Lawmakers voice concerns about emergency preparations

Democrats and Republicans on a House Homeland Security subcommittee on Wednesday criticized a Homeland Security Department official over various issues related to the department's emergency preparedness and response directorate, including Bush administration funding for "first responders" to emergencies.

The Emergency Preparedness and Response Subcommittee hearing featured Homeland Security Undersecretary Michael Brown and opened with statements from full committee Chairman Christopher Cox, R-Calif., and ranking member Jim Turner, D-Texas.

Cox praised the department's efforts to adapt to the terrorist threat while maintaining an all-hazards approach to emergency response. He said Congress and the administration are working together to reform the grant-making process to first responders, citing the $20 million request for emergency medical supplies and the creation of a National Incident Management System (NIMS) as examples of cooperation.

"An all-hazards approach to emergency management has worked effectively in the past. But the terrorist threat requires more flexible and adaptive programs," Cox said. "We need to show that preparedness, not just response, is the mission" of the emergency preparedness and response directorate. Cox said the full committee will address bills focused on metrics for departmental performance and an authorization to sharpen the department's spending practices.

Turner, meanwhile, questioned the competence of the Federal Emergency Management Agency (FEMA), the core of the directorate. FEMA was ranked last in a November survey of the best places to work in the federal government. Turner also criticized plans to limit the amount of federal grants that can be spent on first responders' salaries.

Subcommittee Chairman John Shadegg, R-Ariz., said he is concerned that the directorate's preparedness mission has been lost, shifting to Homeland Security's Office of State and Local Government Coordination. He said he is worried that the directorate may be "viewed by some in the department as, 'Oh, those are just the response guys.'"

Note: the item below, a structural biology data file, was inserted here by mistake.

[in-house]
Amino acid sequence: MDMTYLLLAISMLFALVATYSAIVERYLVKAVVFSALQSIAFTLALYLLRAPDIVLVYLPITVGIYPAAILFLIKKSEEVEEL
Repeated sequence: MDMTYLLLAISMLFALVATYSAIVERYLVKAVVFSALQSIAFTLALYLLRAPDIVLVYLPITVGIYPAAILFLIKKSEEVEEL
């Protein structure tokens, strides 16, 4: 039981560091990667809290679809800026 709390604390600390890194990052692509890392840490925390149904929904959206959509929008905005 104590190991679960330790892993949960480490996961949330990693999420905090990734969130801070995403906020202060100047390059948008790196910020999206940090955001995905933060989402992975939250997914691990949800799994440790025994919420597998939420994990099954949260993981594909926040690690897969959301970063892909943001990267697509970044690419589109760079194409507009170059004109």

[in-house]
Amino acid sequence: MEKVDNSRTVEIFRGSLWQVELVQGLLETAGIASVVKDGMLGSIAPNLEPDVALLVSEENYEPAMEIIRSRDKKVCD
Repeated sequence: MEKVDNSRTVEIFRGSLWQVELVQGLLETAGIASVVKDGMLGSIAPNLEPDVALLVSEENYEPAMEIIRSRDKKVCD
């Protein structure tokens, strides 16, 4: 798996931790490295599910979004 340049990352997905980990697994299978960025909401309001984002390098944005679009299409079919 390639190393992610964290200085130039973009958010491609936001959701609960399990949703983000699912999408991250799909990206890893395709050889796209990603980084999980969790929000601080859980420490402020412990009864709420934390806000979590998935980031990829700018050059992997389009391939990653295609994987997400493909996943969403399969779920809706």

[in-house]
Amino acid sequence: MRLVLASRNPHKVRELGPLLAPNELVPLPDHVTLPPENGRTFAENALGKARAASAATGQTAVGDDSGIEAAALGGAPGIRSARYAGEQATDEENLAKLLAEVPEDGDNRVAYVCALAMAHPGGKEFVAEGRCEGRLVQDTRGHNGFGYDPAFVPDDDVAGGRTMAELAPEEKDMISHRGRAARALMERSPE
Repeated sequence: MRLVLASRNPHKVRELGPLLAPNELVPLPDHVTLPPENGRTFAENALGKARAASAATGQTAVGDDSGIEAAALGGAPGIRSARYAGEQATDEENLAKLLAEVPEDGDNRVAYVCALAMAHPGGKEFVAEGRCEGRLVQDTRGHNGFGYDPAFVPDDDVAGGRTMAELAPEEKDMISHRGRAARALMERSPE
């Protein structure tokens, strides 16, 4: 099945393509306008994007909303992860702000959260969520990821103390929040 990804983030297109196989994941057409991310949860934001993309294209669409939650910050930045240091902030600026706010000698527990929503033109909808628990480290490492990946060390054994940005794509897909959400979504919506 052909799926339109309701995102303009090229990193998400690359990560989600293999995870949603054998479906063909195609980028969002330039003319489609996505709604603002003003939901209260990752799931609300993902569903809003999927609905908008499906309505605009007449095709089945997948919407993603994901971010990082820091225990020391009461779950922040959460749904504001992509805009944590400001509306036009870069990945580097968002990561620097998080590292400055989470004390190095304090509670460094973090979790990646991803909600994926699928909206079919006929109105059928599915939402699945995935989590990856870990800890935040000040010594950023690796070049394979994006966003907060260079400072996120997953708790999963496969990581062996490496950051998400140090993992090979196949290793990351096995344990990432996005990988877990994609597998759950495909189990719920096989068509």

Shadegg asked Brown whether the directorate is maintaining an inventory of all state first-responder prevention, preparedness and response equipment and not duplicating its efforts with other Homeland Security divisions.

Subcommittee ranking member Bennie Thompson, D-Miss., criticized administration plans to cut federal grants to augment local first-responder salaries and other ideas. "The president's request seems to ignore these critical needs," he said.

Brown said the administration's budget request maintains record spending levels for disaster planning and first response, most notably $2.5 billion for Project BioShield, $20 million for new emergency medical equipment, and $7 million for NIMS to connect federal, state and local authorities during disasters.

Brown said his directorate is sharing information with the Office of Domestic Preparedness on state supply inventories. He also said Homeland Security will contribute to first-responder salaries in partnership with state and local governments.